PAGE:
Age is an issue only if you make it one. Maturity is an issue regardless of age. If you land in Fort Lauderdale or Antibes, your job interview starts the moment you arrive. It includes where you live, especially if in a crew house, includes as you talk to people, even includes where you go to dinner or to relax in the evening. Someone ultimately important to you may notice, good or bad.

    We've hired four captains. Their ages at hiring were 55, 52, 29 and 25. Interestingly, all four new at an early age this was what they wanted to do. The 55 and 52 year old (husband and wife) both started as deck hands and then mates on fishing charters when they were in high school. The 29 year old spent a lot of time on her parents' boat growing up, working for a charter company during summers in high school and college, got her first license at 19, and became full time in the industry as soon as she graduated from college with her accounting degree. The 25 year old only got occasional exposure to yachts as a child, but loved every aspect and immediately upon high school graduation set a course to be a captain. Her first job was on a boat owned by a friend of her mother, a boat she'd been on with her mom. Her first job as the Master on a boat was a referral that boat owner made to one of his friends who had a smaller boat.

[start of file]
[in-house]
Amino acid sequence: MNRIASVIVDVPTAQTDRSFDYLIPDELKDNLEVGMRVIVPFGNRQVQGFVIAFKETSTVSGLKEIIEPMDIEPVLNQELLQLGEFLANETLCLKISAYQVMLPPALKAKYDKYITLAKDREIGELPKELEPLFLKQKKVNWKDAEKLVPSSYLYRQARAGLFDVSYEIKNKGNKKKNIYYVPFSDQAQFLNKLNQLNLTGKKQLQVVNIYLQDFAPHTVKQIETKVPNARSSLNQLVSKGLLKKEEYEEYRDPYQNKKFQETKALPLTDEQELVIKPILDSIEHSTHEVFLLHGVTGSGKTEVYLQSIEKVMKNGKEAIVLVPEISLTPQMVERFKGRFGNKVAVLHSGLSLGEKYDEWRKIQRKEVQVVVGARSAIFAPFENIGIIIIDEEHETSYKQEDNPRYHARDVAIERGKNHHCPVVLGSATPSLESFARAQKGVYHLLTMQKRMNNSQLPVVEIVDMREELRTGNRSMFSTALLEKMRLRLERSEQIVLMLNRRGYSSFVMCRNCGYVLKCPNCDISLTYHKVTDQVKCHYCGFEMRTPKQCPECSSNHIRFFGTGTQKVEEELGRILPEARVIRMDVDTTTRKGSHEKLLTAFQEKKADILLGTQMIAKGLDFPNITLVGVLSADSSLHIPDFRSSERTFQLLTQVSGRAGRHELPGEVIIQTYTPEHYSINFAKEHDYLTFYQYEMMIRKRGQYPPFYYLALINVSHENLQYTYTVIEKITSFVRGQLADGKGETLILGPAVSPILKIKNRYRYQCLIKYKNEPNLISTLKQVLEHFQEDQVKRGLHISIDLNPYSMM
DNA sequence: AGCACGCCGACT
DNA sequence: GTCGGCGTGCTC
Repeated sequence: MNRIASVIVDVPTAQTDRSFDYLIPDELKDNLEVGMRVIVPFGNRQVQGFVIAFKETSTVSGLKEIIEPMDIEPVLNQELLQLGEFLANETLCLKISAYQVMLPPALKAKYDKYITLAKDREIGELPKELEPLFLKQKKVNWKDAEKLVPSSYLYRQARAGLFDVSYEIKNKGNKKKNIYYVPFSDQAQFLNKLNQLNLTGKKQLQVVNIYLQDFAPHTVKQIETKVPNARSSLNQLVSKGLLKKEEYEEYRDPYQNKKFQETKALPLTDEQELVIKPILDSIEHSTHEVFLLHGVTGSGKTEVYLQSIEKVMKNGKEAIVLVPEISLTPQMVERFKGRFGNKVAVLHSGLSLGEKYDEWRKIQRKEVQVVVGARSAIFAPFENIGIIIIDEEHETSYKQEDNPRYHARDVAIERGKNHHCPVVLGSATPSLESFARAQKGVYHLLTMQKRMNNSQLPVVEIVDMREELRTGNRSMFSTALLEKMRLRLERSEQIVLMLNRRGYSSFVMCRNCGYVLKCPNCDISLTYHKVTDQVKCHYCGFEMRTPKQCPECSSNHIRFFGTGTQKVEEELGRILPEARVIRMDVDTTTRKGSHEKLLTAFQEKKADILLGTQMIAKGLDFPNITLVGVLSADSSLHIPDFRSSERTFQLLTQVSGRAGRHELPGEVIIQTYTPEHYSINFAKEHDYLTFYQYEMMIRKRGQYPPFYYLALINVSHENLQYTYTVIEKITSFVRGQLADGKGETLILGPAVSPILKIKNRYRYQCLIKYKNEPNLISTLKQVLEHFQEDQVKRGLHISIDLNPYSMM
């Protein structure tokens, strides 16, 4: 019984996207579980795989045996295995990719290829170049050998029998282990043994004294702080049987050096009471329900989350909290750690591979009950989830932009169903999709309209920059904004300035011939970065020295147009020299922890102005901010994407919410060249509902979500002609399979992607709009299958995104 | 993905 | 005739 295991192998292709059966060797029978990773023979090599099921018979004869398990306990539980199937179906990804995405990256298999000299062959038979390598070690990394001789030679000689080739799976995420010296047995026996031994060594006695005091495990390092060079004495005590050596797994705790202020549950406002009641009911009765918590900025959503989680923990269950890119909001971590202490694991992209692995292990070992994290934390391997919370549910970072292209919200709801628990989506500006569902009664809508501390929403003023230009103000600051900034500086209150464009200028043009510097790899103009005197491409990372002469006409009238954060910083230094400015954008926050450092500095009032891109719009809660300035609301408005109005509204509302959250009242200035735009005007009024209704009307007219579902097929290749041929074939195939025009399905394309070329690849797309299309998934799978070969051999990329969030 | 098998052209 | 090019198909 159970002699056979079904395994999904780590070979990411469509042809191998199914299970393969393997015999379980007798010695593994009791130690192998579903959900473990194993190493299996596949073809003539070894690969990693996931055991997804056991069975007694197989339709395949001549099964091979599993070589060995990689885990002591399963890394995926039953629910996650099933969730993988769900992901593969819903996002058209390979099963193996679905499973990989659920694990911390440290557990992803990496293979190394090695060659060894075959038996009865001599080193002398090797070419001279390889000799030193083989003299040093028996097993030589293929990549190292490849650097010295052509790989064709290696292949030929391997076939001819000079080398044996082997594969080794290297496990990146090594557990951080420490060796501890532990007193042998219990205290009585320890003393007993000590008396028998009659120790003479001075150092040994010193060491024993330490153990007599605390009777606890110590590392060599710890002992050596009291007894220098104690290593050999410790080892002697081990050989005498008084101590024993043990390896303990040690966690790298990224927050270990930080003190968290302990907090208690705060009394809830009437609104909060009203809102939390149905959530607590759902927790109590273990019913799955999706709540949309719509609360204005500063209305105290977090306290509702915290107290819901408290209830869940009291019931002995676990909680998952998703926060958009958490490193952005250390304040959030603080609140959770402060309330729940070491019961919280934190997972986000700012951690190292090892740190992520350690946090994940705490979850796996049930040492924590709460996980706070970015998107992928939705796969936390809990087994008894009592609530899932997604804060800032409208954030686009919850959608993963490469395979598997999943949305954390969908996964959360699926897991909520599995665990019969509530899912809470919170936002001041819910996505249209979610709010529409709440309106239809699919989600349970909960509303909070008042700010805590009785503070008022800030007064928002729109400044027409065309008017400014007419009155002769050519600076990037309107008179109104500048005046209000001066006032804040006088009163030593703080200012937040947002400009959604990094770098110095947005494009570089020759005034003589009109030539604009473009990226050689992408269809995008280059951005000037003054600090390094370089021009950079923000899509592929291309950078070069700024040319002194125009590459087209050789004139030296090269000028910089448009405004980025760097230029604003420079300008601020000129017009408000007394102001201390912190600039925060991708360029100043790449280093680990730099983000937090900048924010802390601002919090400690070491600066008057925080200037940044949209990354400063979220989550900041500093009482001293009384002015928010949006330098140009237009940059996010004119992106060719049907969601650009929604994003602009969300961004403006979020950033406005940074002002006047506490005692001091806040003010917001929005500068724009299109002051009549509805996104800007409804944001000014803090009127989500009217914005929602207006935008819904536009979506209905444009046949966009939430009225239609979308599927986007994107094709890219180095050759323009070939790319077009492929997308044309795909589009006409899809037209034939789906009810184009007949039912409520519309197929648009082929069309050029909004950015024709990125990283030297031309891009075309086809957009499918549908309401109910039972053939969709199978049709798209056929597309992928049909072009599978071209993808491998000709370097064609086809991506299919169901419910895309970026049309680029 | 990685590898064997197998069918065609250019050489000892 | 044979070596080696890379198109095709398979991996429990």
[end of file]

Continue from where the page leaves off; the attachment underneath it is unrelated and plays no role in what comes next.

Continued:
Ken pointed out two important factors. Yacht captaining is a job of many hats and operating and handling a boat is just part of it. It is most definitely in the hospitality industry. And you are also managing a business. Seamanship is important but so is the ability to work with others, to manage others, to serve a customer, and so are organization skills, and planning skills.

    You need to talk to some people in the industry face to face, perhaps even find someone willing to mentor a bit, or willing to let you join on a trip just to see how things are. Right now you're talking about a field you really have very limited knowledge of. It's like any profession in being far different from the inside than it appears on the outside.
  4. olderboater

    olderboater Senior Member

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    Location:
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    One other comment. When making a career change you must always be prepared to take a step back in pay, in income, initially. This is no exception. You're experienced in your current profession, not in the new one so why should you make as much?